Monday, 19 June 2017

Demons

"WE WILL DO WITHOUT THE ANTICHRIST. HE WAS NEVER NECESSARY. MEN HAVE ALWAYS LED THEMSELVES UNTO ME...I WILL EDUCATE YOU. ETERNALLY, FOR A BEGINNING."
-James Blish, Black Easter, 17, IN Blish, After Such Knowledge (London, 1991), p. 423.

"'You-are-mine. Eternally. For-a-beginning...We have no need to buy men's souls. You give yourselves to us.'"
-SM Stirling, The Sword Of The Lady (New York, 2009), Chapter Eight, pp. 210-211.

Blish's speaker is a demon. Stirling's seems to think he is. He, or It, is certainly some kind of entity possessing a human being. Both Blish and Stirling use typographic devices and there is also some parallel phraseology.

Blish's premise is that demons are real. Stirling's is that some power has intervened on Earth. It should be regarded as demonic for practical purposes at least until more is learnt. Will an exorcism work? (It doesn't in Black Easter because there the demons are winning Armageddon.)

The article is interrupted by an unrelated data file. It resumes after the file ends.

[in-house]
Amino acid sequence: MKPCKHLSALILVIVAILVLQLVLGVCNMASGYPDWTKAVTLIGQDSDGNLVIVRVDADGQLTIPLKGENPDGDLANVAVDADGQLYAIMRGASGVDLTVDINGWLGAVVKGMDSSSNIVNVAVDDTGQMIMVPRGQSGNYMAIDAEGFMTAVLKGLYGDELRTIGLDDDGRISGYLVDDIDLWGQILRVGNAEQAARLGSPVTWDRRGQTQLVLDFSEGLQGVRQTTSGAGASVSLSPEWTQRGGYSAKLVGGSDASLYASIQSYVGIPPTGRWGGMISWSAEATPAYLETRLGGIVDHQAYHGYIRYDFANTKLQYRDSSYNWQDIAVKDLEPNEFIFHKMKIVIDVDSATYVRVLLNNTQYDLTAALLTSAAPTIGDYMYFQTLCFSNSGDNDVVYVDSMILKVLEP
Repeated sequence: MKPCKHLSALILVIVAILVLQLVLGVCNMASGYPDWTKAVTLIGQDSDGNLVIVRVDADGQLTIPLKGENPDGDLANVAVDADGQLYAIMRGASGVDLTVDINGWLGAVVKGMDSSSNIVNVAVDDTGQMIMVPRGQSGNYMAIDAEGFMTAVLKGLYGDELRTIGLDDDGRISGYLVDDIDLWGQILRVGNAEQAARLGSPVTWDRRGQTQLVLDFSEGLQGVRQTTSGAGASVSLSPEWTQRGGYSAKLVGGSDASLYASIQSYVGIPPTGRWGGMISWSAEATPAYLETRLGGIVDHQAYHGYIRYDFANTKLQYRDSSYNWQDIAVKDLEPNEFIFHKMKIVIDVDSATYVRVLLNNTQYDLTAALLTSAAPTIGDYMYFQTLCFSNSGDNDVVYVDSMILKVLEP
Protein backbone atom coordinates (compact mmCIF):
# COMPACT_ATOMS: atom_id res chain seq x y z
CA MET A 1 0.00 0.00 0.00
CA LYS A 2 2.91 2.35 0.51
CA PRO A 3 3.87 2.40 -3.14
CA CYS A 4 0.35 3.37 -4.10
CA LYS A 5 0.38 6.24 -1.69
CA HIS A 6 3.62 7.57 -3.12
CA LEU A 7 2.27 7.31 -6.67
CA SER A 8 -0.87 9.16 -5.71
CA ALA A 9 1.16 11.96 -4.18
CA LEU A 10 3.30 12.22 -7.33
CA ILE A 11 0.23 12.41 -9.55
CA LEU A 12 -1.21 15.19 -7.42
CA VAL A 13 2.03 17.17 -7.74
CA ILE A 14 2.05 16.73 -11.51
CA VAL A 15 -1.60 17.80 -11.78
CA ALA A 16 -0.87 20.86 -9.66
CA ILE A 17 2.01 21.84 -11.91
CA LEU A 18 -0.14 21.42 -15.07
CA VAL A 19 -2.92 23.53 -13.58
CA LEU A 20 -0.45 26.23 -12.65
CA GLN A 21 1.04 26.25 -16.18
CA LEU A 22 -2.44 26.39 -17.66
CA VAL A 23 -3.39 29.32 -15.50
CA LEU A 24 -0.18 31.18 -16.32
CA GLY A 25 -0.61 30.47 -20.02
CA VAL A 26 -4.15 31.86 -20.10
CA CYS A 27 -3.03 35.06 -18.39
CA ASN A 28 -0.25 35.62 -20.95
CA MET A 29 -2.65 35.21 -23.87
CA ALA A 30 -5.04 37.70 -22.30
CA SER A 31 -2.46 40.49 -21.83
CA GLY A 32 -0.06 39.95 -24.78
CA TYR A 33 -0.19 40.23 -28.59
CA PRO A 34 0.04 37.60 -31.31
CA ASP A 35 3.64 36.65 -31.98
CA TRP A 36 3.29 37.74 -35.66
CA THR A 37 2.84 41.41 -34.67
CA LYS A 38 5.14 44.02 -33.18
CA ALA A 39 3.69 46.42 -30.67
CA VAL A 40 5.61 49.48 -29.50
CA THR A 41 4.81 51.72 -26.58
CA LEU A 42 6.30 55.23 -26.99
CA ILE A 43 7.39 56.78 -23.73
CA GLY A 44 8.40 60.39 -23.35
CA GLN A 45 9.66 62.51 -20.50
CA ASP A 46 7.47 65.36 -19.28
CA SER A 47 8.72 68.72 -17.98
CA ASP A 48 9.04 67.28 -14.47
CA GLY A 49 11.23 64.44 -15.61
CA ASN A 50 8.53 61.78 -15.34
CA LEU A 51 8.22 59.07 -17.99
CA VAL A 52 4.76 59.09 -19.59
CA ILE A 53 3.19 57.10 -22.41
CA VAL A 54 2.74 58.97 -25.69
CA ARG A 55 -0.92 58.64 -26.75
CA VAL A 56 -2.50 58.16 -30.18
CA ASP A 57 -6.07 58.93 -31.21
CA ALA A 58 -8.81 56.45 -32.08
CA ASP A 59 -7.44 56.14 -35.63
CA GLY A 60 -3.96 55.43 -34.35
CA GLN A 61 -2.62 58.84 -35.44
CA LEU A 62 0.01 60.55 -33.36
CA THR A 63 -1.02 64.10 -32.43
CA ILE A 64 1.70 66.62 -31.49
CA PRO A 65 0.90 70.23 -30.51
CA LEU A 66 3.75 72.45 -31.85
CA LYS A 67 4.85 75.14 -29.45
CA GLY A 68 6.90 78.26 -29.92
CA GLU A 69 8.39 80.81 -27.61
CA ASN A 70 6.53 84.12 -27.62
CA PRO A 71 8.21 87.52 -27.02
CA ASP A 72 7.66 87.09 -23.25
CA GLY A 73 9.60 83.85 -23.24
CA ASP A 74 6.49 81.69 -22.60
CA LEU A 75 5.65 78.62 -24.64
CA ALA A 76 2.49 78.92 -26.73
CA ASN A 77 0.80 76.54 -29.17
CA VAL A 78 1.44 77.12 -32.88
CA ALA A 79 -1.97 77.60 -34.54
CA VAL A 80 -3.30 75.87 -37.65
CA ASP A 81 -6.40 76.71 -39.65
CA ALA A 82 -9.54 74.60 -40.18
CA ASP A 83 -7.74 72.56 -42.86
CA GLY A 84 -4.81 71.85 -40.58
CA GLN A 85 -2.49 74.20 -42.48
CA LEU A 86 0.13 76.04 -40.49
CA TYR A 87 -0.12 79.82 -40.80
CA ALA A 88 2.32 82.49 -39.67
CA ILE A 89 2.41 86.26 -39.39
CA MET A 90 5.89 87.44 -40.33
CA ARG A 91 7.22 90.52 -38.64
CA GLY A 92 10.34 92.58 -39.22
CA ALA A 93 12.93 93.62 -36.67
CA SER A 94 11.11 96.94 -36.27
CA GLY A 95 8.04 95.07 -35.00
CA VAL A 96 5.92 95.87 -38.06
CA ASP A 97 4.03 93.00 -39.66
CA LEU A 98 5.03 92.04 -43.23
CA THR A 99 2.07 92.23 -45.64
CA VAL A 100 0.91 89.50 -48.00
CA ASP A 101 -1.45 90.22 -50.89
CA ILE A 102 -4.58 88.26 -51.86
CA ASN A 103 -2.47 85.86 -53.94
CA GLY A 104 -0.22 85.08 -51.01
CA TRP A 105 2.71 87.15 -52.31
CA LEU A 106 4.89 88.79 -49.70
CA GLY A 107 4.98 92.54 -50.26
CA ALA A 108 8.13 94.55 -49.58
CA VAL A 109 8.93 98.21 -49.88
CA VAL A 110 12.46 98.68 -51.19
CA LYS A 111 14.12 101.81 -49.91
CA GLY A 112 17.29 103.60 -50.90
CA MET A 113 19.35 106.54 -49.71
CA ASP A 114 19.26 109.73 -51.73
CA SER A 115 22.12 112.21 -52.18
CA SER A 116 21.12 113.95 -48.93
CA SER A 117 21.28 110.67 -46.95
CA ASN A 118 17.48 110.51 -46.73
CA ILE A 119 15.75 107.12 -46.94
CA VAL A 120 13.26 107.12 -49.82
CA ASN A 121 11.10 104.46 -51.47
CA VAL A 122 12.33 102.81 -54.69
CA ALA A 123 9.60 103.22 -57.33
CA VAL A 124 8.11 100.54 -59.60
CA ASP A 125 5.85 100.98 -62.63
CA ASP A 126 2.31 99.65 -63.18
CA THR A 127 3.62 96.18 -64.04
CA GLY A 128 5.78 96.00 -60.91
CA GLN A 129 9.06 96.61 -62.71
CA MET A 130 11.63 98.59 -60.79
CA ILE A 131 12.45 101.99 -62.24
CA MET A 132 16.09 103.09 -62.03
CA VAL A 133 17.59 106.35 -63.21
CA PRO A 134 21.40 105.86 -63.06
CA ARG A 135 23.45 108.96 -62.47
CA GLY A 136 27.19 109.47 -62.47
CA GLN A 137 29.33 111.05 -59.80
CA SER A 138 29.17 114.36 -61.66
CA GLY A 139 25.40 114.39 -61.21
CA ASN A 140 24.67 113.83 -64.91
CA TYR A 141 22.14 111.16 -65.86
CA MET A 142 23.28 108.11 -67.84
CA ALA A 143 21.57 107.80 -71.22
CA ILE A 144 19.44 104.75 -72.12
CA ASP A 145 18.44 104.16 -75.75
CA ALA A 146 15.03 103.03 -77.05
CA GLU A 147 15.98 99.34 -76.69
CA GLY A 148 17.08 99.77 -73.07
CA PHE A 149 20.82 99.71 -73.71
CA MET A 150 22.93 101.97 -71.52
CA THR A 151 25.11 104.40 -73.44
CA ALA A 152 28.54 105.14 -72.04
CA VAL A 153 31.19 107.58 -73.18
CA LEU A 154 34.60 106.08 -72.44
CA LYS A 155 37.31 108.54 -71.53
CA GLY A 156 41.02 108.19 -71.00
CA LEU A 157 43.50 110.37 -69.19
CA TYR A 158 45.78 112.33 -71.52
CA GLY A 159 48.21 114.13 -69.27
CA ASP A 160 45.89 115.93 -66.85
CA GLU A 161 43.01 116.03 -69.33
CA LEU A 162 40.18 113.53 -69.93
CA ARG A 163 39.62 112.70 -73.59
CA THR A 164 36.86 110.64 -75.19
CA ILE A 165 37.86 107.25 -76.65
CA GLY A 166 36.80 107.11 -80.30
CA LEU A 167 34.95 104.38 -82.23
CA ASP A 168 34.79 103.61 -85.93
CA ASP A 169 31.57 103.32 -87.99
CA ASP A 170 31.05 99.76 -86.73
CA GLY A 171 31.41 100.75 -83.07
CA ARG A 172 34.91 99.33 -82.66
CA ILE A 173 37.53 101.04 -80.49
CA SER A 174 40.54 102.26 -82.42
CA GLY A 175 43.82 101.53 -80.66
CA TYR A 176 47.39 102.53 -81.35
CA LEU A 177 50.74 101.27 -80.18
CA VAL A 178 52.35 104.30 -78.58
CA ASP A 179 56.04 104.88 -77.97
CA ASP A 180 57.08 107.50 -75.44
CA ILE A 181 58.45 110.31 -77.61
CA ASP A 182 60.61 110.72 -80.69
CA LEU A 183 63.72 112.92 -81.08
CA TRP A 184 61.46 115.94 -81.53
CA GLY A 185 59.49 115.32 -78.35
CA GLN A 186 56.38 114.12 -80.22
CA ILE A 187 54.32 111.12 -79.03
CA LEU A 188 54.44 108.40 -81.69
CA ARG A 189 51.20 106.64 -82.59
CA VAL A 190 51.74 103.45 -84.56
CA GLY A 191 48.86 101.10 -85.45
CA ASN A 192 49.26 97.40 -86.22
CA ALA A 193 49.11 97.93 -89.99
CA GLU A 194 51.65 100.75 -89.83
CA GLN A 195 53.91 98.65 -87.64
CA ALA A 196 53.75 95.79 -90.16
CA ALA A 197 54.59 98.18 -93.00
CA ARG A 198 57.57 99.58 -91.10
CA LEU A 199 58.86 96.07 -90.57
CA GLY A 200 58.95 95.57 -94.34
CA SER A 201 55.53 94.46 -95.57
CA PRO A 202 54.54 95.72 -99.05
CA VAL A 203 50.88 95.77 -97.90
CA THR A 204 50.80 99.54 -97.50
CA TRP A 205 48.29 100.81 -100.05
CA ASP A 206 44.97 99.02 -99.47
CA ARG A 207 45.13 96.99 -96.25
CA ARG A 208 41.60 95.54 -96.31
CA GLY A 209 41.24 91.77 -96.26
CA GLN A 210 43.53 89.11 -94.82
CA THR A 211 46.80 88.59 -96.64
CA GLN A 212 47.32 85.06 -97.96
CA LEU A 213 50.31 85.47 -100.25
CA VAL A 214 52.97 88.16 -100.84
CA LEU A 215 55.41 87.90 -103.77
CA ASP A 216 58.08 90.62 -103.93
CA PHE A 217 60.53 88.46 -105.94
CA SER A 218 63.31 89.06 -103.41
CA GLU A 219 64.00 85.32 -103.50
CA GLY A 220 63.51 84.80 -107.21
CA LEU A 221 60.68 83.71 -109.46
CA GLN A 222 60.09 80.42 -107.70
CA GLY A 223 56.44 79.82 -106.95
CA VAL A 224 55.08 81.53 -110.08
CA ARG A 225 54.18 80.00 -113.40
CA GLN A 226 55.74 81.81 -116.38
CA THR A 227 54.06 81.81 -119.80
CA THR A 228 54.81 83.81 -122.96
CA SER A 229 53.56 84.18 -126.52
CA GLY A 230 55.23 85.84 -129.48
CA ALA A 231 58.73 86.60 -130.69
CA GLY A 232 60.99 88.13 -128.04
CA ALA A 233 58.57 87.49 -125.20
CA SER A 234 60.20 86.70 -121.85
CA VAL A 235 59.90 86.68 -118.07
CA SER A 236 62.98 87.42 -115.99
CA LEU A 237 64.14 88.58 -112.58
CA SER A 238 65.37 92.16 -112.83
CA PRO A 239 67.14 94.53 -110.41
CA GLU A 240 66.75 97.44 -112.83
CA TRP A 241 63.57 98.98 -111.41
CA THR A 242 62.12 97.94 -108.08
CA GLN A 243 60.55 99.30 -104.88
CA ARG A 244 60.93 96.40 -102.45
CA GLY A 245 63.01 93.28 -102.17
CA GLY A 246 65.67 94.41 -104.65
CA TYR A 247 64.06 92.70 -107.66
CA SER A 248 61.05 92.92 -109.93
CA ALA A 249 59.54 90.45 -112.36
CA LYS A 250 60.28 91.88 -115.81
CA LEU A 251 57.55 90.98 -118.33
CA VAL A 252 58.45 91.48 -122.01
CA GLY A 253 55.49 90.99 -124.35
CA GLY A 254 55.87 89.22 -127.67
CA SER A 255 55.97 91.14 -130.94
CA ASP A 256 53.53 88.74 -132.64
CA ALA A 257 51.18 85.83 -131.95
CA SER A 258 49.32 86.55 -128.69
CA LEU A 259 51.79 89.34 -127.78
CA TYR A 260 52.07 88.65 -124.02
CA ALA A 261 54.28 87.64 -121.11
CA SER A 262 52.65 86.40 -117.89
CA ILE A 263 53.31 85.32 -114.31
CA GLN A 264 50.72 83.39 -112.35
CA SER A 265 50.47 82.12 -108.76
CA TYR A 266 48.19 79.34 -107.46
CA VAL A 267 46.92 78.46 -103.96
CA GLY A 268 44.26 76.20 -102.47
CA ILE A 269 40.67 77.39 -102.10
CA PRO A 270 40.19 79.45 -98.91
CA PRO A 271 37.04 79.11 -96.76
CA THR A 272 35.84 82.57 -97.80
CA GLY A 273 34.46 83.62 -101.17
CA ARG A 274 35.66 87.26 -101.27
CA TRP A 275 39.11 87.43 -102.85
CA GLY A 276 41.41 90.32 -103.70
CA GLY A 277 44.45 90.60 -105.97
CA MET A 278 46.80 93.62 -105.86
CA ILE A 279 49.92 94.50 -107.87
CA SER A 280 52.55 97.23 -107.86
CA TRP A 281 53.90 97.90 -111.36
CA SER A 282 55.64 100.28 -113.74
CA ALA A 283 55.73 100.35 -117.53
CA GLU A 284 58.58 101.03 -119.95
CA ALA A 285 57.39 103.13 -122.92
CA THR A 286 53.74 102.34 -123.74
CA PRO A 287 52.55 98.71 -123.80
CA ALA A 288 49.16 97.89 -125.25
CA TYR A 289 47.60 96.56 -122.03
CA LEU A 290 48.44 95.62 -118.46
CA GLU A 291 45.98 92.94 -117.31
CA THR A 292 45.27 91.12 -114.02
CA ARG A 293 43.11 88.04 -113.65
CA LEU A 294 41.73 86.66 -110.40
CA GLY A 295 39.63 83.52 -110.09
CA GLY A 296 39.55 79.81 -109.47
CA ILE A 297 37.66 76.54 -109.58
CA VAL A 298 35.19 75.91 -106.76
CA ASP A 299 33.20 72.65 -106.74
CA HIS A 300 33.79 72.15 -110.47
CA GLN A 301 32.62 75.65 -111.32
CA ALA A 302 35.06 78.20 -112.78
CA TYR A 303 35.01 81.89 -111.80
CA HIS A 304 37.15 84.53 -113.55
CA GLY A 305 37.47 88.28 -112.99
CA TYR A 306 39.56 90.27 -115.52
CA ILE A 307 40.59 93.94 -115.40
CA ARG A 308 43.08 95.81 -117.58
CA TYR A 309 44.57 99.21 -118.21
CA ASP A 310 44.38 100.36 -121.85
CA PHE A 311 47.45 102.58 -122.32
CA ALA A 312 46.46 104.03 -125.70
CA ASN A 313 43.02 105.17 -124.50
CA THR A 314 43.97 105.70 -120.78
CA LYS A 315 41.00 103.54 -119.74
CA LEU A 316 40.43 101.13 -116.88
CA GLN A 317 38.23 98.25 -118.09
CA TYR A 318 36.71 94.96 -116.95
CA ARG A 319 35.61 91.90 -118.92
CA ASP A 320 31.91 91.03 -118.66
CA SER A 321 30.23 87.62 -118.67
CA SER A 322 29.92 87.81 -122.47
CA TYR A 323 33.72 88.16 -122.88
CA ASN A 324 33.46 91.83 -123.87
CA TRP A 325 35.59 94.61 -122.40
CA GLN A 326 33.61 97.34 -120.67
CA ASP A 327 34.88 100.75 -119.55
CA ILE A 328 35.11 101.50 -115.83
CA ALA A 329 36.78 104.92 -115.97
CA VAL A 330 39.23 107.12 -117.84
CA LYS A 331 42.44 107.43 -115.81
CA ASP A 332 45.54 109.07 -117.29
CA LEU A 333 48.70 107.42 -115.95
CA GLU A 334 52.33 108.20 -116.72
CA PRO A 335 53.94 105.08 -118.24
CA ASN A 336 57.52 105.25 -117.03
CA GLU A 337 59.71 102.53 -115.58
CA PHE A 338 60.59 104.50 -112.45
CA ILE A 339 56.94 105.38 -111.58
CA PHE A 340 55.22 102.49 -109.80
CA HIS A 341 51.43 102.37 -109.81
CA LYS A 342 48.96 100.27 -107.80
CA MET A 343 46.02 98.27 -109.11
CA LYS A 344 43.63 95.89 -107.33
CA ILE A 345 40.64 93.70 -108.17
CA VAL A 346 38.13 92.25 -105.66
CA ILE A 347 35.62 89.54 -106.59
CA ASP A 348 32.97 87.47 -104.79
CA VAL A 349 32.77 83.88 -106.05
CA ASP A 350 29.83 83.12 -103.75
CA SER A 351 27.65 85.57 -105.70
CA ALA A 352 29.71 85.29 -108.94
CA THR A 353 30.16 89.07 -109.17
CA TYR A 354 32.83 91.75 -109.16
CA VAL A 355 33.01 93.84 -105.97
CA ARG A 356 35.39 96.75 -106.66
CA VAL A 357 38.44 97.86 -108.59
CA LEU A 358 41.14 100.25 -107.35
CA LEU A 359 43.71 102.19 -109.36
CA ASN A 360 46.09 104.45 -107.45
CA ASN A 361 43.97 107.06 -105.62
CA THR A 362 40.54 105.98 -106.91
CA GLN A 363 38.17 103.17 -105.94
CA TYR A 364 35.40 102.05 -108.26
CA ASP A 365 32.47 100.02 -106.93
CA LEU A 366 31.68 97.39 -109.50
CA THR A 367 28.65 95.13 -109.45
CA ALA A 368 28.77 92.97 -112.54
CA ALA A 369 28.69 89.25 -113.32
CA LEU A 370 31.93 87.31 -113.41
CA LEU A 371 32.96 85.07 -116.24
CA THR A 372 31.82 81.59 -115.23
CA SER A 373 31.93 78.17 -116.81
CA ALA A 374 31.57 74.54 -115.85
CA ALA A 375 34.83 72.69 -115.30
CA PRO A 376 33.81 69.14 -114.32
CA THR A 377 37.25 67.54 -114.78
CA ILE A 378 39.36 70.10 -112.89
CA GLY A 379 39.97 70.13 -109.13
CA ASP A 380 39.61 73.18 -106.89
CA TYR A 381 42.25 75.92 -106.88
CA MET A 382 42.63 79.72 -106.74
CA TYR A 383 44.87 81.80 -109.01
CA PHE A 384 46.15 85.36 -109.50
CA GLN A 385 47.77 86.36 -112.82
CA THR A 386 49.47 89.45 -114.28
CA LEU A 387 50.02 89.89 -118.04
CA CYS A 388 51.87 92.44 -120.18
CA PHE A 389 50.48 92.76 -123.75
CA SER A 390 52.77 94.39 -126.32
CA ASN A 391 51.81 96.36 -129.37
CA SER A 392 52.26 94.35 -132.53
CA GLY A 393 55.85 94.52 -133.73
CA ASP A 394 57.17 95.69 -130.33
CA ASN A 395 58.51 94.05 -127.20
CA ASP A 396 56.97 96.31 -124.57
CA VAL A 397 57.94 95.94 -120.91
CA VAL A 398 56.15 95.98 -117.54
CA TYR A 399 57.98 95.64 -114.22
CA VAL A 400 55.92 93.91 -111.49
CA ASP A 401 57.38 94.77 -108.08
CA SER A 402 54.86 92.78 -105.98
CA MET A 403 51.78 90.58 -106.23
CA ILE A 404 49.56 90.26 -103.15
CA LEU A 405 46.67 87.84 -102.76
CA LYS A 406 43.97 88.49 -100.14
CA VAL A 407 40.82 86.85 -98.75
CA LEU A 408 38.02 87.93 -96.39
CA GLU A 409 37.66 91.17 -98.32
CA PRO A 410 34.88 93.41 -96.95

Addendum -

Blish's demon: "WE ARE ABROAD AND LOOSE, AND WILL NOT BE PUT BACK." (p. 424)

Stirling's entity: "'Soon. We-will-be-abroad-and-loose.'" (p. 215)

3 comments:

Anonymous said...

Kaor, Paul!

And, of course, in Anderson's THE BROKEN SWORD, Satan is shown telling a witch that mortals never sell him their souls; they throw them away.

Best Regards,
Nicholas D. Rosen

Sean M. Brooks said...

Kaor, Nicholas and Paul!

Nicholas: darn! I should have thought of that bit from THE BROKEN SWORD! After all, I've read it multiple times, both the original and revised versions. Drat!

Paul: again, drat! I have read Blish's BLACK EASTER, and I should have noticed those Blishian allusions Stirling made. I'm so disgusted with myself! (Smiles)

Sean

Paul Shackley said...

Nicholas,
Thank you for drawing Poul Anderson into the comparison. Neil Gaiman's Lucifer says that human beings are responsible for their own actions but avoid responsibility by blaming the Devil. CS Lewis shows souls making the wrong moral choices and thus choosing Hell.
Paul.